Monday, April 28, 2008
Wednesday, April 23, 2008
So far the media has focused on Cost and Access. Republicans yell about cost, Democrats rant about access. I think they are both important to the average American. My question is, what can we do now to improve our health care system for the long term? So we can improve all 3 aspects over time?
It's a tough question, no easy answers. Can focusing on quality and access to care lead to reduced costs in the long term? Will focusing on cost and quality lead to improved access in the end? How will technology play a factor in this triangle? Right now most assume that technology is increasing costs, but what if our innovations in the future lead to reduced costs? We have MRIs now, like the mega-computers of the 80s. Who is to say we won't have improved imaging technology in 15 years at much lower costs? This I believe, we are destined for. So, with this belief in mind, that technology will lead to lower costs of care in the future, I saw we don't worry about increased costs for now. I say that all these projections of the Health Care Sector taking up 40% of the GDP are wrong. Yes we do have some startling problems with an aging population and a fattening population, but I am seeing technology being the key to this, reducing physician visits, ER visits, making care accessible and affordable.
With this in mind, the government should own up, and take more of the costs off American's back. But we shouldn't worry about cost in the big scheme of things. Right now we need to focus on improving quality of care and access to quality of care first and foremost. This means we need a larger physician and health care provider pool and we need to really tackle quality. I don't have the time to go into quality of care right now. But lets just say that continuity of care would make for so much less duplicate and extra care that I think that would be a good place to start.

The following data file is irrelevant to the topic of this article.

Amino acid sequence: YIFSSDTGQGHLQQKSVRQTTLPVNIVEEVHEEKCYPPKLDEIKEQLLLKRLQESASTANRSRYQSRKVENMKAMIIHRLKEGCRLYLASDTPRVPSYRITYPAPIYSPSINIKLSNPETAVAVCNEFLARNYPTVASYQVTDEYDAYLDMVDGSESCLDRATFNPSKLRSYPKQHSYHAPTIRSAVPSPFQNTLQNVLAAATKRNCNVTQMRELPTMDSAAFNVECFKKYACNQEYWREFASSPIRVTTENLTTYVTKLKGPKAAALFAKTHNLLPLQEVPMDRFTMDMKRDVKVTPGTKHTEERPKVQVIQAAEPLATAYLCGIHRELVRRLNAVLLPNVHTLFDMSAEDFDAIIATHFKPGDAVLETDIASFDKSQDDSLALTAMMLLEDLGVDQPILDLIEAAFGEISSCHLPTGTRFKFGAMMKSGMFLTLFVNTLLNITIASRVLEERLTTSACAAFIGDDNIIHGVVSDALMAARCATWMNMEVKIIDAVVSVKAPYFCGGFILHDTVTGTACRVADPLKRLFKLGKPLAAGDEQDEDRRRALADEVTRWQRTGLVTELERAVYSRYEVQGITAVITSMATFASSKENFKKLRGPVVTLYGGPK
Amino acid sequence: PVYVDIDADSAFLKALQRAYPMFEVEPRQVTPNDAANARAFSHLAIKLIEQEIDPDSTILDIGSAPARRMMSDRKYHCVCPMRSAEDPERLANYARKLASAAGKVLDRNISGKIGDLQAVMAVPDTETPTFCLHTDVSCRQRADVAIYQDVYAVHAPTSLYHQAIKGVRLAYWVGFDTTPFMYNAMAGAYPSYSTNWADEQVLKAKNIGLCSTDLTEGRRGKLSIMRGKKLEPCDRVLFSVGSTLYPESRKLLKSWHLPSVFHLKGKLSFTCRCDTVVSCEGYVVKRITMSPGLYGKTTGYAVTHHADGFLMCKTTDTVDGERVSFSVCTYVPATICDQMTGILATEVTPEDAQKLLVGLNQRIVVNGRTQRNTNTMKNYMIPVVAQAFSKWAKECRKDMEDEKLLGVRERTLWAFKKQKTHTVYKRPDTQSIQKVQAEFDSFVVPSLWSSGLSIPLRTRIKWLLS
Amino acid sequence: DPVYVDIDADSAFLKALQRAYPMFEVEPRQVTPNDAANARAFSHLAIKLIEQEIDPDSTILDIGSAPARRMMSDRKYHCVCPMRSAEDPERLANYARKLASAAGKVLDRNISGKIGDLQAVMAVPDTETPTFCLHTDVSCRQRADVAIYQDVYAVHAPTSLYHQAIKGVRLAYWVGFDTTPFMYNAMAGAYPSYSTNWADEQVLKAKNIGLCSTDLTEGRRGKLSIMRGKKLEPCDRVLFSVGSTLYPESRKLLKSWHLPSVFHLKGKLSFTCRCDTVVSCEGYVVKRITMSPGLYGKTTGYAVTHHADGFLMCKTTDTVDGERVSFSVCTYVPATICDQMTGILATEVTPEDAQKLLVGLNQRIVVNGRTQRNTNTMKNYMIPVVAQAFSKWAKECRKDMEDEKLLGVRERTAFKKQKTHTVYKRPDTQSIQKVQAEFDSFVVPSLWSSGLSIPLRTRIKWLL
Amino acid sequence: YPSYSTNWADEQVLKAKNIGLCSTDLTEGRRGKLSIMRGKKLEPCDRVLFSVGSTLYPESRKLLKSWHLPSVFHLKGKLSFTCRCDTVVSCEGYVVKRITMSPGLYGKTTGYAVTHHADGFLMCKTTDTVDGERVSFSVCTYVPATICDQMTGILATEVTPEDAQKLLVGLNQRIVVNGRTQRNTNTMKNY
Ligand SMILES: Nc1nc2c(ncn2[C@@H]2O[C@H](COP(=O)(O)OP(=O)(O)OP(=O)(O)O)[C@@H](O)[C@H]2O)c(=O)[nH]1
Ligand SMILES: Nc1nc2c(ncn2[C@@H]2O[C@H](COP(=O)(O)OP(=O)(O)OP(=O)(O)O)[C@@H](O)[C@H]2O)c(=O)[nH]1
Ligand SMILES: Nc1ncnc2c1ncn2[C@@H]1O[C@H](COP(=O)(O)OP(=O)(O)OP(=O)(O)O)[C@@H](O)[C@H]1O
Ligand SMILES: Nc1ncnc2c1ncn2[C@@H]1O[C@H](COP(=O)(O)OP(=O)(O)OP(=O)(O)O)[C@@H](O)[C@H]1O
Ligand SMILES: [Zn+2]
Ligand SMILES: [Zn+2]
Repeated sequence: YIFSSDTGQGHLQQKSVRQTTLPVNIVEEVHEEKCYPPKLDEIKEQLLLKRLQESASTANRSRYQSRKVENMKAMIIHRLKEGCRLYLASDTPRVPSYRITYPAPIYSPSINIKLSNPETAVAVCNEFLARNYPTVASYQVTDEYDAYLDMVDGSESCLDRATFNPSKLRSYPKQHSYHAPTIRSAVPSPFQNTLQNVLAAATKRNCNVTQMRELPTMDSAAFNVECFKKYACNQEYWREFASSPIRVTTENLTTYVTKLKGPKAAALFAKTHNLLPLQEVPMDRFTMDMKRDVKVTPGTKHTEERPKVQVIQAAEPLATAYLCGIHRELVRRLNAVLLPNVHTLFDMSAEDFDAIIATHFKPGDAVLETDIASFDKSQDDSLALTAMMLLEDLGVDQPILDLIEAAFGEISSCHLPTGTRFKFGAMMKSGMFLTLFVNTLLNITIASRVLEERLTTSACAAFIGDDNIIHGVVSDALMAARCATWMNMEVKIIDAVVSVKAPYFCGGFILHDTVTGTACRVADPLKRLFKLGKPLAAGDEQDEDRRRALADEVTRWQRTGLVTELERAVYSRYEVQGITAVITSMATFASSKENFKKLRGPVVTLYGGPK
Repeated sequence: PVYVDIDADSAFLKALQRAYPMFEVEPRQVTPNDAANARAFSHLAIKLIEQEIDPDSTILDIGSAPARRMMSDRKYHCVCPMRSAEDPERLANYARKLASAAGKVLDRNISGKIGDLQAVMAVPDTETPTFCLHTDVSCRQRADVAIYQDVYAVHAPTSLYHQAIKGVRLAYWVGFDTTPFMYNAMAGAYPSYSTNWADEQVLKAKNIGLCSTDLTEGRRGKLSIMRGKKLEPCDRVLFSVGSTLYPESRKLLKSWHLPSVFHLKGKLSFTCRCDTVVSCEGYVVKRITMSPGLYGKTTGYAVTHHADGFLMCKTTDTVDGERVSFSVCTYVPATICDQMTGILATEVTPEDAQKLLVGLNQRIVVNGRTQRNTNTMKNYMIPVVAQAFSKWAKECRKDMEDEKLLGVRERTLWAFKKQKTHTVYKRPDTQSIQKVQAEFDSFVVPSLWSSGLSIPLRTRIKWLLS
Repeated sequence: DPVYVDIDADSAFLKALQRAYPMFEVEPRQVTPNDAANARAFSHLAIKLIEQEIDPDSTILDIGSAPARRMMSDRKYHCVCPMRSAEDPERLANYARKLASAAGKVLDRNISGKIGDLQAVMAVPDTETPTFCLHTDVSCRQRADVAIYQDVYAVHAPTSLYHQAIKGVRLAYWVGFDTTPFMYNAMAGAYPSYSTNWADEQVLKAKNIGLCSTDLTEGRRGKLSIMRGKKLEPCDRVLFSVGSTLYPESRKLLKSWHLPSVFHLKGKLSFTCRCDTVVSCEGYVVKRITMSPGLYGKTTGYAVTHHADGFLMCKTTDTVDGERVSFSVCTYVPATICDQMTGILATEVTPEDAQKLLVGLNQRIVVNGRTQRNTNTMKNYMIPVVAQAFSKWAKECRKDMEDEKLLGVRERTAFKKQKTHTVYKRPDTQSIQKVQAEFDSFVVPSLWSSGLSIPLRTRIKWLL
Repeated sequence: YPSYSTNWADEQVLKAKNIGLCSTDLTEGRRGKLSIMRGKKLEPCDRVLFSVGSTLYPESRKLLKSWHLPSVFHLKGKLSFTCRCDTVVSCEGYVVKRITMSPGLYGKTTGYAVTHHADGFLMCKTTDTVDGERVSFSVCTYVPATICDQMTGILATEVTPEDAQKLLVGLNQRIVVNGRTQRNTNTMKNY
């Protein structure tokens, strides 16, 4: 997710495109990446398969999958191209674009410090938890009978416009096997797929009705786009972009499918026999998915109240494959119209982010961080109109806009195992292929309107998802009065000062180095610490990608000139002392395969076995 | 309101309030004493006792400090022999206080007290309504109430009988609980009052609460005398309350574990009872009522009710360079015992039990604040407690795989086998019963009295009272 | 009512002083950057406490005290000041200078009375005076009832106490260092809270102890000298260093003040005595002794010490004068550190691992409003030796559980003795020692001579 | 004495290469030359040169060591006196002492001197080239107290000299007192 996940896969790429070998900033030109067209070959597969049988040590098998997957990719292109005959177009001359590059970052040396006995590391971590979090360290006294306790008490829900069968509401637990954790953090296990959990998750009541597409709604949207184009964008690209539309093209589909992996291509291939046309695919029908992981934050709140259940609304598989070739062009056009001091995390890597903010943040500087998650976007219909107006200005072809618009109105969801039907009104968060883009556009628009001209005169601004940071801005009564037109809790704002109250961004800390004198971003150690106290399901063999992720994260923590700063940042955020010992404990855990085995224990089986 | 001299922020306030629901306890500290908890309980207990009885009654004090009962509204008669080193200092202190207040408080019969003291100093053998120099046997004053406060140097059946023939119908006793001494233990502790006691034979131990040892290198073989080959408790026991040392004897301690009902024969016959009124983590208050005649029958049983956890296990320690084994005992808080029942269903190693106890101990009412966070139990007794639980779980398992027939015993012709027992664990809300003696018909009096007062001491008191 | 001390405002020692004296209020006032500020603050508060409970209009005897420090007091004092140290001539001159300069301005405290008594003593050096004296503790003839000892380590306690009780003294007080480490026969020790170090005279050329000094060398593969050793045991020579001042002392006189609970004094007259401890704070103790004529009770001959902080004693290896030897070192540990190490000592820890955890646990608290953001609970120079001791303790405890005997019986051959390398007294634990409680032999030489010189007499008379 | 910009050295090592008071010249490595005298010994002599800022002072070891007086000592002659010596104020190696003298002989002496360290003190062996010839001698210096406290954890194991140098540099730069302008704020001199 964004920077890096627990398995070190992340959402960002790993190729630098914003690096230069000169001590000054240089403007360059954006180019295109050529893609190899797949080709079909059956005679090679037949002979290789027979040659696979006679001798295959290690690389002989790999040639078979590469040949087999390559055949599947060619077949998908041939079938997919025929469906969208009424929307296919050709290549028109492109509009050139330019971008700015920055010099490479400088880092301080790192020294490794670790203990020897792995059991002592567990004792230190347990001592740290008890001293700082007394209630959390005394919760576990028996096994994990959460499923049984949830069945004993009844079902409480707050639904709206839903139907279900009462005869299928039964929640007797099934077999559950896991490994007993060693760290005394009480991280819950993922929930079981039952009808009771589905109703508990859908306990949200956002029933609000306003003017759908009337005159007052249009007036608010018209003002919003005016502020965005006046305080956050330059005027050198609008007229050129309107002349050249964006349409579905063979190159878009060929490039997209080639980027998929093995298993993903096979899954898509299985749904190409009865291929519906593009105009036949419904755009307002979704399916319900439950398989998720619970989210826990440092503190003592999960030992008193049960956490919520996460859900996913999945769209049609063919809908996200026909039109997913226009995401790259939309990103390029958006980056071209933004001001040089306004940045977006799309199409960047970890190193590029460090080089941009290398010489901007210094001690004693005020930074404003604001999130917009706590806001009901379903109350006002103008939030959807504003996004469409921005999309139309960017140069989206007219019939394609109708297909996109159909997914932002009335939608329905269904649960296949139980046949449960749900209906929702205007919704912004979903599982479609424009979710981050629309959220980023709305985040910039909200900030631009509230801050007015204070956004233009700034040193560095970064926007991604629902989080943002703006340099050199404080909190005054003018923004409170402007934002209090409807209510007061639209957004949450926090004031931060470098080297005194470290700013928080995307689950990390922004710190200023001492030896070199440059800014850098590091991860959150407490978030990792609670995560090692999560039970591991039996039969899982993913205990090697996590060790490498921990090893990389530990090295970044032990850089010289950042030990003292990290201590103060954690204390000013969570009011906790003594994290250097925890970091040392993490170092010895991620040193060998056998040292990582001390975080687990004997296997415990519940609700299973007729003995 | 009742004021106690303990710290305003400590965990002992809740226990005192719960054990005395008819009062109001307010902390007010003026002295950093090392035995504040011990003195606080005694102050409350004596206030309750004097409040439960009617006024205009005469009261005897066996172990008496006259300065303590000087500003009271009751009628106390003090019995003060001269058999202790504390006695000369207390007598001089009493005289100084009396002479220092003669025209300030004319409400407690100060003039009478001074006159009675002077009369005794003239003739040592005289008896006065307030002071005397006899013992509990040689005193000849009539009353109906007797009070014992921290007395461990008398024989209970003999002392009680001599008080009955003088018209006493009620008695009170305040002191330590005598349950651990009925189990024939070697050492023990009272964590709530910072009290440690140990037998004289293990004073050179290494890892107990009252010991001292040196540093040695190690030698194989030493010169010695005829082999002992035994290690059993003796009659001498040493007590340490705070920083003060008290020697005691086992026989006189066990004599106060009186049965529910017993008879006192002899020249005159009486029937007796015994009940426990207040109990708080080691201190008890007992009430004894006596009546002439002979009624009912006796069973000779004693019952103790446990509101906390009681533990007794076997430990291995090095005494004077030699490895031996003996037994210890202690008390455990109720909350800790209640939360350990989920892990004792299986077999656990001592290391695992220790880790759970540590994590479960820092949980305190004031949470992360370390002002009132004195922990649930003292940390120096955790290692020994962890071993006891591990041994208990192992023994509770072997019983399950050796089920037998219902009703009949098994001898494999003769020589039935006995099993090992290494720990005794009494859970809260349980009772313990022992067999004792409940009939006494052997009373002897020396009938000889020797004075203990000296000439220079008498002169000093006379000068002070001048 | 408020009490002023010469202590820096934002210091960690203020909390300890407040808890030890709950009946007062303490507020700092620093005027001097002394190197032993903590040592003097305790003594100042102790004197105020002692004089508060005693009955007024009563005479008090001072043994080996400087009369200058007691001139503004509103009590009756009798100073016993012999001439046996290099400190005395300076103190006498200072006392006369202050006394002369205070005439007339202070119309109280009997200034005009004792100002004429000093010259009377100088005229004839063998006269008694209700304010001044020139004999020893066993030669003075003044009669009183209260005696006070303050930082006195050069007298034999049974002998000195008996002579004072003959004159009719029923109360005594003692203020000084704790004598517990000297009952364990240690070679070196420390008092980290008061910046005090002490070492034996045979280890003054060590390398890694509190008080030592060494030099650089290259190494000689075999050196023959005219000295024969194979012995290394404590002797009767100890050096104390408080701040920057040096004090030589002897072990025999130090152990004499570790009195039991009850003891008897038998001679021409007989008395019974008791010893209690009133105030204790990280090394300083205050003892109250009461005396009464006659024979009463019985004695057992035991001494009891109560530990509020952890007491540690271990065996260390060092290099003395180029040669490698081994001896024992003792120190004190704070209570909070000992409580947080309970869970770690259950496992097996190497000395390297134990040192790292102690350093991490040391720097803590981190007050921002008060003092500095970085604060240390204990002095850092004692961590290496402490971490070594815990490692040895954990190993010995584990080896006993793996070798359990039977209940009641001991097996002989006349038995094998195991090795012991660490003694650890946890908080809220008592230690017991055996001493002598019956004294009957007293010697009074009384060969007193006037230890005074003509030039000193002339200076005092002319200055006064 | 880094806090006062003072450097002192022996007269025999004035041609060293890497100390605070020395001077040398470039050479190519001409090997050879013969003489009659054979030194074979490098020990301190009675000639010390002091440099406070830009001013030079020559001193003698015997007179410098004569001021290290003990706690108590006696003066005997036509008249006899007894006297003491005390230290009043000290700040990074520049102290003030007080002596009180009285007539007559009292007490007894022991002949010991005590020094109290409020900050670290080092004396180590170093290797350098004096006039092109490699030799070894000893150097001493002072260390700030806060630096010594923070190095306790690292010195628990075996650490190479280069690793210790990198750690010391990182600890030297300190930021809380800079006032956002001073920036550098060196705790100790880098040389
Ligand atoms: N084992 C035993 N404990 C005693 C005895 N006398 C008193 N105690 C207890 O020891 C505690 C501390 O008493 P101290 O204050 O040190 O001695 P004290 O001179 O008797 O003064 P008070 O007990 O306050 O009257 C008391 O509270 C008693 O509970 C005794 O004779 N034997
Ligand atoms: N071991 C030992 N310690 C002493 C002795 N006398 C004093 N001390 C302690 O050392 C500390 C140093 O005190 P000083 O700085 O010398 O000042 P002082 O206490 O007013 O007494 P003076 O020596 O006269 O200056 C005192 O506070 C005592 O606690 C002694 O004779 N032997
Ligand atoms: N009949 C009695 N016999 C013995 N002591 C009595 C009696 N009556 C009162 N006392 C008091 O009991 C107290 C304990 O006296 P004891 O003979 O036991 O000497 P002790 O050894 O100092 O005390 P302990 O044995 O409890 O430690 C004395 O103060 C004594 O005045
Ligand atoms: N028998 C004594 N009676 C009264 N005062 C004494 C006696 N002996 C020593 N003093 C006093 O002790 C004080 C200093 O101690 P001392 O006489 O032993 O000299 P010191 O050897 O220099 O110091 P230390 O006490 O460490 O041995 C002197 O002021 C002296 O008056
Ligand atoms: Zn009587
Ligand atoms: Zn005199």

Friday, April 18, 2008
I'm not putting in the effort to do a thorough examination of these numbers or the variables that contribute to them, it would be very interesting to look into this further. My main point is there are too many homicides! Just from scrolling through the LA blog, I would guess that majority of these homicides are from gunshots. To me, this is a serious problem, it is wrong to let this continue. But then again, it's not something I think about every day, personally, I've never known someone who was murdered, and to my knowledge I've never known a murderer. I don't know anything about the culture within these killings occur, I don't know the circumstances, the outcomes, or the reason for killing this people. What I do know is that if we could have better control of the use of arms in this country, we could dramatically reduce the number of people who die from them. Given the complexity of understanding why these homicides continue, why don't we just put a plug in the bottleneck? I understand the perverse cyclical thinking some people have, "If I can't get a gun I can't protect myself from those that do not give their guns in".
This is true, and this is why America and other developed countries with soft gun restrictions are in a predictament. But I really think it's the only way.